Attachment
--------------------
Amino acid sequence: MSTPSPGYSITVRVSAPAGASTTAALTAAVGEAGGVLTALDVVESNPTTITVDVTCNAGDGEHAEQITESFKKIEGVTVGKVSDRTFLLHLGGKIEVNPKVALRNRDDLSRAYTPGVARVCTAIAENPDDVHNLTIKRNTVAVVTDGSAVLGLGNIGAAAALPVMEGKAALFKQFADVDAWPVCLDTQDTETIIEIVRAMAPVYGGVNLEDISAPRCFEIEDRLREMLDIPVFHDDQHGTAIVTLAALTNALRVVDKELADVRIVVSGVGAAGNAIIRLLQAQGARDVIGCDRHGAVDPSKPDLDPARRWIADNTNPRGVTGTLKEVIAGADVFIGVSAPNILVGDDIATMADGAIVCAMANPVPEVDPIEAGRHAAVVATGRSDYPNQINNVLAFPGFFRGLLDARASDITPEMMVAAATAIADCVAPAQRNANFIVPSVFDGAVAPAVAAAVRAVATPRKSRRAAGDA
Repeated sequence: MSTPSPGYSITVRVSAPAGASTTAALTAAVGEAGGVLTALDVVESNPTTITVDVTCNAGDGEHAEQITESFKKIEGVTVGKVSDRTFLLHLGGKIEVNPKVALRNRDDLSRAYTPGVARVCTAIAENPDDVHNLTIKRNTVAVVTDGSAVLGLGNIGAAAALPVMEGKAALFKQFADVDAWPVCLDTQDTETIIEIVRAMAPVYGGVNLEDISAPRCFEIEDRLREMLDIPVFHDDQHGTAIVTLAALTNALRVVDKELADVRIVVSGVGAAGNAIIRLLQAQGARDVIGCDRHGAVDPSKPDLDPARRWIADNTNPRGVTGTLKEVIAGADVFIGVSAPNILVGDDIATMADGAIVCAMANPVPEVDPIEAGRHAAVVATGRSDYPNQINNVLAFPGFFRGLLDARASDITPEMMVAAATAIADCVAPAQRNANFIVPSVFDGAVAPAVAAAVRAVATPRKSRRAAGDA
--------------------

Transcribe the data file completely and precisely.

Amino acid sequence: MSTPSPGYSITVRVSAPAGASTTAALTAAVGEAGGVLTALDVVESNPTTITVDVTCNAGDGEHAEQITESFKKIEGVTVGKVSDRTFLLHLGGKIEVNPKVALRNRDDLSRAYTPGVARVCTAIAENPDDVHNLTIKRNTVAVVTDGSAVLGLGNIGAAAALPVMEGKAALFKQFADVDAWPVCLDTQDTETIIEIVRAMAPVYGGVNLEDISAPRCFEIEDRLREMLDIPVFHDDQHGTAIVTLAALTNALRVVDKELADVRIVVSGVGAAGNAIIRLLQAQGARDVIGCDRHGAVDPSKPDLDPARRWIADNTNPRGVTGTLKEVIAGADVFIGVSAPNILVGDDIATMADGAIVCAMANPVPEVDPIEAGRHAAVVATGRSDYPNQINNVLAFPGFFRGLLDARASDITPEMMVAAATAIADCVAPAQRNANFIVPSVFDGAVAPAVAAAVRAVATPRKSRRAAGDA
Repeated sequence: MSTPSPGYSITVRVSAPAGASTTAALTAAVGEAGGVLTALDVVESNPTTITVDVTCNAGDGEHAEQITESFKKIEGVTVGKVSDRTFLLHLGGKIEVNPKVALRNRDDLSRAYTPGVARVCTAIAENPDDVHNLTIKRNTVAVVTDGSAVLGLGNIGAAAALPVMEGKAALFKQFADVDAWPVCLDTQDTETIIEIVRAMAPVYGGVNLEDISAPRCFEIEDRLREMLDIPVFHDDQHGTAIVTLAALTNALRVVDKELADVRIVVSGVGAAGNAIIRLLQAQGARDVIGCDRHGAVDPSKPDLDPARRWIADNTNPRGVTGTLKEVIAGADVFIGVSAPNILVGDDIATMADGAIVCAMANPVPEVDPIEAGRHAAVVATGRSDYPNQINNVLAFPGFFRGLLDARASDITPEMMVAAATAIADCVAPAQRNANFIVPSVFDGAVAPAVAAAVRAVATPRKSRRAAGDA